I believe that climate change, fueled by population growth, is an existential threat to life as we know it. (https://www.independent.com/2018/12/14/too-many-people-heating-up-planet/) I always knew there would be “impossible” environmental choices along the road to greenhouse gas (GHG) reductions. The proposed Strauss Wind Energy Project (SWEP) in Lompoc is one of those “impossible” dilemmas.
The project pits 30 wind turbine generators (WTGs) up to 492 feet tall, across 2,790 acres of rural wooded land, against protection of woodlands, birds, and Native American sacred sites.
As proposed, it would kill 607 California oaks, migratory birds (from 83 species), bats, golden eagles (a protected species); and it could kill Condors (on their way back from extinction) as well as infringe on Chumash sacred sites.
It would also reduce GHG emissions and produce enough renewable energy for approximately 44,000 homes. Despite these environmental benefits, the project should not be approved. The site is not appropriate for a wind farm.
Most of the objections to the project, when compared to reducing GHG emissions and producing renewable energy, while substantial, are not disqualifying. While the county has to engage in nation-to-nation consultation with the Chumash over its sacred sites, the sites would not be destroyed. Tragic bird deaths, which cannot be avoided, can be mitigated and avoided by electronically monitored shut downs. (Unabated climate change will kill more birds then wind farms regardless.) Visual impairment at Jalama Beach is minor compared to the GHG and renewable benefits.
What disqualifies the project is that even under the Supplemental Environmental Impact Report’s (SEIR) “Environmentally Superior Alterative” (ESA), 225 trees would still be cut down causing irreparable damage to a fragile oak forest. The ESA concluded: “oak woodlands are sensitive and take decades to recover … the impacts to approximately 225 oaks under this alternative would remain significant and unavoidable.”
If California is to meet its mandated goal of 50 percent of the state’s electricity powered by renewable resources by 2025 and 60 percent by 2030, wind (now supplying 7 percent, powering 1.3 million homes) will have to be part of its portfolio. Nuclear, which before decommissioning, supplied more than two-fifths of California’s electricity, now supplies less than one-tenth, and drought severely threatens our supply of hydropower (reduced from 13.5 percent to 7 percent during the drought).
None of California’s existing wind farms (Altamont Pass, Tehachapi Pass, San Gorgonio Pass, Montezuma Hills) required the destruction of woodland ecosystems. More importantly, Kern County is reviewing a number of other proposed wind projects that would generate enough energy to supply up to two hundred thousand homes without destroying forest lands. A Stanford University study of California offshore wind potential identified a site off Cape Mendocino that could provide uninterrupted year-round energy sufficient to power approximately 177,000 homes. These projects should be developed.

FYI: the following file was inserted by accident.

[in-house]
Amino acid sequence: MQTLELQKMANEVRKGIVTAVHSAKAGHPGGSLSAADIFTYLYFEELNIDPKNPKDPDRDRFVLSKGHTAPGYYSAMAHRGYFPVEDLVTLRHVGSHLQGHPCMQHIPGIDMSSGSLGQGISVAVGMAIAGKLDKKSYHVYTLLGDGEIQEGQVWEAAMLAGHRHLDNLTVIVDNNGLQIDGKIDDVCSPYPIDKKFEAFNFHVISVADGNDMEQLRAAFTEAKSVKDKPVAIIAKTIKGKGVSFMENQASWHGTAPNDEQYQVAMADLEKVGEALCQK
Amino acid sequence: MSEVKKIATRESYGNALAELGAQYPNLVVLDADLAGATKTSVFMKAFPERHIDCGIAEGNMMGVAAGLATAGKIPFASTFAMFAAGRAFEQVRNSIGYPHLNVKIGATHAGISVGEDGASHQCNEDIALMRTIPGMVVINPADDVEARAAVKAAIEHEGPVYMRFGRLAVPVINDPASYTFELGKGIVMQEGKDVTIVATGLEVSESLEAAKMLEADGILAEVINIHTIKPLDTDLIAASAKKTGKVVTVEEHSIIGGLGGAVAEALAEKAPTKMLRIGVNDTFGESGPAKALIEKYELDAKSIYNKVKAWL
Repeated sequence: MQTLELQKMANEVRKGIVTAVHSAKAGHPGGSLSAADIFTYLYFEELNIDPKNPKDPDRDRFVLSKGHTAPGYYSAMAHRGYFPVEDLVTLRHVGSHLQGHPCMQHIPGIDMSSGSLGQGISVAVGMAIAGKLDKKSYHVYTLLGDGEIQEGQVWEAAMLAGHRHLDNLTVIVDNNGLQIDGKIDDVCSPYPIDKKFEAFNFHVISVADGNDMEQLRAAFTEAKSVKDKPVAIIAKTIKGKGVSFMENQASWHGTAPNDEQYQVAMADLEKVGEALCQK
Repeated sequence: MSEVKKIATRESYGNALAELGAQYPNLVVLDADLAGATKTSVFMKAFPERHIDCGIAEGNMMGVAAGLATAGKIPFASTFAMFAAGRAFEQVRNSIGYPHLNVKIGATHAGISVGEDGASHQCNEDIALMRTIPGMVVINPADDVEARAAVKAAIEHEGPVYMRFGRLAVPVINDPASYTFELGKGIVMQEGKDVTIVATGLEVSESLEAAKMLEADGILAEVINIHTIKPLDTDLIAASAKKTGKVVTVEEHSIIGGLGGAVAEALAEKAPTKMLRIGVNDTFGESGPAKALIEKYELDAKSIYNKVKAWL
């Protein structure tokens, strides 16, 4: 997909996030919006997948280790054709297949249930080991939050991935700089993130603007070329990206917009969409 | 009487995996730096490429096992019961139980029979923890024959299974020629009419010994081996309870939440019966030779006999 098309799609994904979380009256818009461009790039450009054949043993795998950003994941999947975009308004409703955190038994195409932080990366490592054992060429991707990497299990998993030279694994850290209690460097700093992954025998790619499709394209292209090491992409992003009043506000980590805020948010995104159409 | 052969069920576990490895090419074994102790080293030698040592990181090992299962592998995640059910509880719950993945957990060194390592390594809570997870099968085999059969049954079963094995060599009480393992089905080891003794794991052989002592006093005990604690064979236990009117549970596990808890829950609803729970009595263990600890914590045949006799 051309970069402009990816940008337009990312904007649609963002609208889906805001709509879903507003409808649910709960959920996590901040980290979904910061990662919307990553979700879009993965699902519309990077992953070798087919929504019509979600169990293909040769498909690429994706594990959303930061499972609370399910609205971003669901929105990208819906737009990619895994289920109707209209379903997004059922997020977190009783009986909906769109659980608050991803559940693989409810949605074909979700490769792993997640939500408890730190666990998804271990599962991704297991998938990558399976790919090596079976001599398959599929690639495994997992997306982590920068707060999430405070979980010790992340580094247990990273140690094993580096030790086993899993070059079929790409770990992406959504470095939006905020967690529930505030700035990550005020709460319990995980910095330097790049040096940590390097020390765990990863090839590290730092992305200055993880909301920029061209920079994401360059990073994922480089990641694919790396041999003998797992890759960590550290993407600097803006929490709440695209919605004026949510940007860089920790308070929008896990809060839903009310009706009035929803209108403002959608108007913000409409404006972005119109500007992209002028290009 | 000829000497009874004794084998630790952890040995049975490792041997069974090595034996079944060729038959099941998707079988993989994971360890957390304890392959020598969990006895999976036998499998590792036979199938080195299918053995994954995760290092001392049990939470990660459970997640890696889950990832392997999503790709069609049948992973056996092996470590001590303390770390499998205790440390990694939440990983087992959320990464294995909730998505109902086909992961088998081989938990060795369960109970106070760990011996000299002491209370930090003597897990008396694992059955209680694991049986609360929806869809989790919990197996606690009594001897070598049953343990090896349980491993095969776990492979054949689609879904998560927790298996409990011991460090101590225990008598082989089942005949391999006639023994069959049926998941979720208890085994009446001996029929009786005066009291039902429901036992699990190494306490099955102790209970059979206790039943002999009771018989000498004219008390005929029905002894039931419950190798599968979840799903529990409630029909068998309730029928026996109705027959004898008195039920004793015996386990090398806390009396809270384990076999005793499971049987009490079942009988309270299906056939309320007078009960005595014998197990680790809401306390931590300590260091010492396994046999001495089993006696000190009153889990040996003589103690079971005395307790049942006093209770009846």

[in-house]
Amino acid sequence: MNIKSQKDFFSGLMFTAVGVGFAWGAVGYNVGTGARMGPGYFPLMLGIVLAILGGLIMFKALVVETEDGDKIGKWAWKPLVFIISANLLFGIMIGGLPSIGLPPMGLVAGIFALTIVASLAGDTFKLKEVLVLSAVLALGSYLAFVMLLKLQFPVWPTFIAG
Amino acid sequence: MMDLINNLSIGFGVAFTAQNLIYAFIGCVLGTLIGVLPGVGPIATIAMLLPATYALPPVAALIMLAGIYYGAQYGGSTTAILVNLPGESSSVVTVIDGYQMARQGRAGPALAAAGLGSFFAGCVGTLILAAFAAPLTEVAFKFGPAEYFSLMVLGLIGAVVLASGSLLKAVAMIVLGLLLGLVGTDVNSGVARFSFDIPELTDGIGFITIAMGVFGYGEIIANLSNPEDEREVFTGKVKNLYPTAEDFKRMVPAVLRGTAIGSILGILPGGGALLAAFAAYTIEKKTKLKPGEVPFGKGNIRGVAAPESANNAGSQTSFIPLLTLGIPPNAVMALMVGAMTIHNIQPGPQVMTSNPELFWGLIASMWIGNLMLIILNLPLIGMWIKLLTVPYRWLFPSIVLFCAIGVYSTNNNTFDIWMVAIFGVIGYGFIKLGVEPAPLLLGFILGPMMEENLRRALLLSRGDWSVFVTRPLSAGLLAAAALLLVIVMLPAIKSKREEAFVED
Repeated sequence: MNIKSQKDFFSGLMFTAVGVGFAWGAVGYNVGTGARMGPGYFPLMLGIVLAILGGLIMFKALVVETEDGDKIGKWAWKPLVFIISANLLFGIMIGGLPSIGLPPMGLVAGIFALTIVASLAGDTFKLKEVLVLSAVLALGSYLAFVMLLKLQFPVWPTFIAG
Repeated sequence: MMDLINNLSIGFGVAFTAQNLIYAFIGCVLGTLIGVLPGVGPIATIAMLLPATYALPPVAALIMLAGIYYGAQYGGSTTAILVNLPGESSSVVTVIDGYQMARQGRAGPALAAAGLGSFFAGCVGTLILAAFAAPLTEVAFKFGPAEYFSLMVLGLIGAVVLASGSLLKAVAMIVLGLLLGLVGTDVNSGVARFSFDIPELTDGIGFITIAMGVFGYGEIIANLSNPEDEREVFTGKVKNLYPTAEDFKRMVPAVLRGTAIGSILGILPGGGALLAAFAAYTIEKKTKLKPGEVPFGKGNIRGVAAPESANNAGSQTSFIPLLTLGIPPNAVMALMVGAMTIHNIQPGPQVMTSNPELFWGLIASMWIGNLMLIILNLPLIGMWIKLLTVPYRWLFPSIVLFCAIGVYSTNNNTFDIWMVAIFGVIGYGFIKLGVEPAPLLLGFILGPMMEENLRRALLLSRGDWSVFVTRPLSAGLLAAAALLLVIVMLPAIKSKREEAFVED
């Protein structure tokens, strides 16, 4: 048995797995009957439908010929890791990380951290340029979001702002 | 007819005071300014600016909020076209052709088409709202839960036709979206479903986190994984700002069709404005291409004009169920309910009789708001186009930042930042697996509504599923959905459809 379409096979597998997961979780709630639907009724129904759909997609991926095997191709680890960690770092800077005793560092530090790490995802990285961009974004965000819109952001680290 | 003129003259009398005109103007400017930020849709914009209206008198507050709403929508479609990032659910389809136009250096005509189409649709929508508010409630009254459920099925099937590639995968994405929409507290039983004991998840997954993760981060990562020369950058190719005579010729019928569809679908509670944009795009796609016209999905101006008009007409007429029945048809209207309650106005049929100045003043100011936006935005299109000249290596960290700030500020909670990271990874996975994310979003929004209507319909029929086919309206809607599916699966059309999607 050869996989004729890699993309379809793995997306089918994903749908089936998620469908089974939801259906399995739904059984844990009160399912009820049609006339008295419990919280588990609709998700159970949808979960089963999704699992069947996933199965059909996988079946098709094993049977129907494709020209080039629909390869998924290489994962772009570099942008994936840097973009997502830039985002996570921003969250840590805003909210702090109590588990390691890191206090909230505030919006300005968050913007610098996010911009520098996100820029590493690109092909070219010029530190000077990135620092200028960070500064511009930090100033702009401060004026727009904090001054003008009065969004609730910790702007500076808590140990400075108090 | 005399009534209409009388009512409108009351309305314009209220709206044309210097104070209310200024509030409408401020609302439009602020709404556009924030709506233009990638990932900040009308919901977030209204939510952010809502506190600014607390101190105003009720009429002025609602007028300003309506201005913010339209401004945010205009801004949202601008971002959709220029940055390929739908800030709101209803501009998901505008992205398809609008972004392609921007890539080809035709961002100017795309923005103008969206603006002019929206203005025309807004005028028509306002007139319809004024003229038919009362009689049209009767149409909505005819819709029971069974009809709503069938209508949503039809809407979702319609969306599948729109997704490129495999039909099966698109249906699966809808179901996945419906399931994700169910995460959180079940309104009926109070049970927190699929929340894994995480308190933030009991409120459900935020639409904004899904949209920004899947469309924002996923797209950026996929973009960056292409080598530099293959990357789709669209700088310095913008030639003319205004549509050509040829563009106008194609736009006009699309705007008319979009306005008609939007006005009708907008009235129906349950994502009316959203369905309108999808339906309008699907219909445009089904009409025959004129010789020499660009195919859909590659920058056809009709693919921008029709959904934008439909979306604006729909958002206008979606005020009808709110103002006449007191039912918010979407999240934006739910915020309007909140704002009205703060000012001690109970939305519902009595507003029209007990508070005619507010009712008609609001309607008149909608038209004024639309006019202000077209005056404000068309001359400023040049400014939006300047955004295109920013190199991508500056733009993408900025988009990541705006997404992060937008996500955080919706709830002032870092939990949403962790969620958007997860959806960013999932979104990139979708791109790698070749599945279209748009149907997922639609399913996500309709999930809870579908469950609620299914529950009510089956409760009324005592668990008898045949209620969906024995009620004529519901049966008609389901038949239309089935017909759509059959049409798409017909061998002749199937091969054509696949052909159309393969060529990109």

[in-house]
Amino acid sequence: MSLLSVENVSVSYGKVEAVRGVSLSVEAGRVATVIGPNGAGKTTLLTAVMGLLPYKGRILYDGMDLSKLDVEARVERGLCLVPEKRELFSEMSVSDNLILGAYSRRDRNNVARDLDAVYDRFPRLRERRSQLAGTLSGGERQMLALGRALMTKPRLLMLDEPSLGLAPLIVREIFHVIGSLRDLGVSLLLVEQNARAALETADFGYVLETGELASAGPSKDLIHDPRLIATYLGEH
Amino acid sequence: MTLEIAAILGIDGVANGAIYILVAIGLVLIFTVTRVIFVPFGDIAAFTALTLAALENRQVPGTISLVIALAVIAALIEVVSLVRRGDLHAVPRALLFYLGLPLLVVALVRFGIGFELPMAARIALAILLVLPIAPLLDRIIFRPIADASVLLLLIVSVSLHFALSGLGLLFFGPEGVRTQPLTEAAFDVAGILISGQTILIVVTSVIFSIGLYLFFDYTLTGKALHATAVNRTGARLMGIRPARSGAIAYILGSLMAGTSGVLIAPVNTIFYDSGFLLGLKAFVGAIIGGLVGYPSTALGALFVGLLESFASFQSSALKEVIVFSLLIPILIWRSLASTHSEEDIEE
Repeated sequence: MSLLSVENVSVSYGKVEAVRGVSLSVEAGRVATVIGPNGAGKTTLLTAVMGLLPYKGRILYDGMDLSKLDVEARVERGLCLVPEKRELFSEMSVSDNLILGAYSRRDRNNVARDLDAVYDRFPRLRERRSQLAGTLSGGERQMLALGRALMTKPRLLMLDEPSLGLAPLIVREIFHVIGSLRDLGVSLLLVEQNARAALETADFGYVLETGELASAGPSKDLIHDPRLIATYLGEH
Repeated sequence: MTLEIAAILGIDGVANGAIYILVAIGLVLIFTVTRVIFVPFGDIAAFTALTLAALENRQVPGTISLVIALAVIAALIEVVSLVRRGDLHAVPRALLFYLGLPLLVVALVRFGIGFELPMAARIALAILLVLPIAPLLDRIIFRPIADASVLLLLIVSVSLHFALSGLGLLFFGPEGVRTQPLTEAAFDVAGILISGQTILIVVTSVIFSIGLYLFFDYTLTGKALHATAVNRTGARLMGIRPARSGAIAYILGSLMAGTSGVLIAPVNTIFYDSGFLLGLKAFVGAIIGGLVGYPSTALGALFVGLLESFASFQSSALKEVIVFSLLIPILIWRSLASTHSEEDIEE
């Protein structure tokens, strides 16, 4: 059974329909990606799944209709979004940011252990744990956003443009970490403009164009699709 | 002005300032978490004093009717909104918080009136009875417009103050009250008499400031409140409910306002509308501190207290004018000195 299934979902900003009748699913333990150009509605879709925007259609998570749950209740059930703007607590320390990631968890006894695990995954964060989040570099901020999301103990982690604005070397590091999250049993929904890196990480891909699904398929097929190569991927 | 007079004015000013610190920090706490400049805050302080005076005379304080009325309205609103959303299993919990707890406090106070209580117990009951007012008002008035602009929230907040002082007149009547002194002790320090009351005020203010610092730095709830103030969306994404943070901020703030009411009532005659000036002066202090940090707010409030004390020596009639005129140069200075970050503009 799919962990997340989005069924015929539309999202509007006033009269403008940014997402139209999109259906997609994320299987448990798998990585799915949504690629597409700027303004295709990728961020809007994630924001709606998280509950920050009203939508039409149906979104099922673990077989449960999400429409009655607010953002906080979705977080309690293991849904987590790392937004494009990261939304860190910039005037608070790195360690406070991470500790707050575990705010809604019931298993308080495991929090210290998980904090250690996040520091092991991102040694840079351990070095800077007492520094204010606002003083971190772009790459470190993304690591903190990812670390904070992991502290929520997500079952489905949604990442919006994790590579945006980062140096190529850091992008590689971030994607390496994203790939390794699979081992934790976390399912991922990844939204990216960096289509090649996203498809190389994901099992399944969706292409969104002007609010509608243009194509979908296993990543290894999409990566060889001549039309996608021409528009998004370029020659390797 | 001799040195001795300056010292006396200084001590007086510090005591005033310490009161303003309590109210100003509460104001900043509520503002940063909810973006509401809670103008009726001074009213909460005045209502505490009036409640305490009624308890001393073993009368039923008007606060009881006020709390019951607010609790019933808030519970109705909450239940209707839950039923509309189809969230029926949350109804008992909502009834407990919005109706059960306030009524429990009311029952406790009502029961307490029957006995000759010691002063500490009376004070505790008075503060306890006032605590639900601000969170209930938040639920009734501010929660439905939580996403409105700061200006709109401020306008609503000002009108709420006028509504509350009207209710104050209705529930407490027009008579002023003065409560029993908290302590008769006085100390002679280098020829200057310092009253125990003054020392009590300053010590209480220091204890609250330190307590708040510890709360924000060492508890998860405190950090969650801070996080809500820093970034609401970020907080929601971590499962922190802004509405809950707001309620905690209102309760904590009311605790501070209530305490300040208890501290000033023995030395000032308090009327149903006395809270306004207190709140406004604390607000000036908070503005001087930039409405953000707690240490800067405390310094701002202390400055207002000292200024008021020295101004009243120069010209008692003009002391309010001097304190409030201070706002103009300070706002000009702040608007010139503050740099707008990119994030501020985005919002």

It would be easy to dismiss this opposition as NIMBY (not in my backyard). And, it would be easy for Santa Barbara County to approve the Environmentally Superior Alternative, leaving the developer to decide whether the project remains profitable under that Alternative. This would be a rationale decision. However, just because a project can produce renewable energy does not make it environmentally appropriate. Destroying forests to produce renewable energy is a win-lose. Not every project with the technical capacity to provide renewable energy is environmentally appropriate.
Fighting climate change is not just about reducing CO2 emissions and increasing renewable energy. It includes: reducing petroleum use in vehicles; increasing energy efficiency savings in existing buildings, removing short term climate pollutants like Methane from the atmosphere, and ensuring that we conserve our forests (and natural lands) which remove and sequester carbon dioxide.
This project has a ways to go. Because it bleeds into the coastal zone the Coastal Commission will have to give its approval. The County Planning Commission is accepting comments until August 1st. There is still time for public input.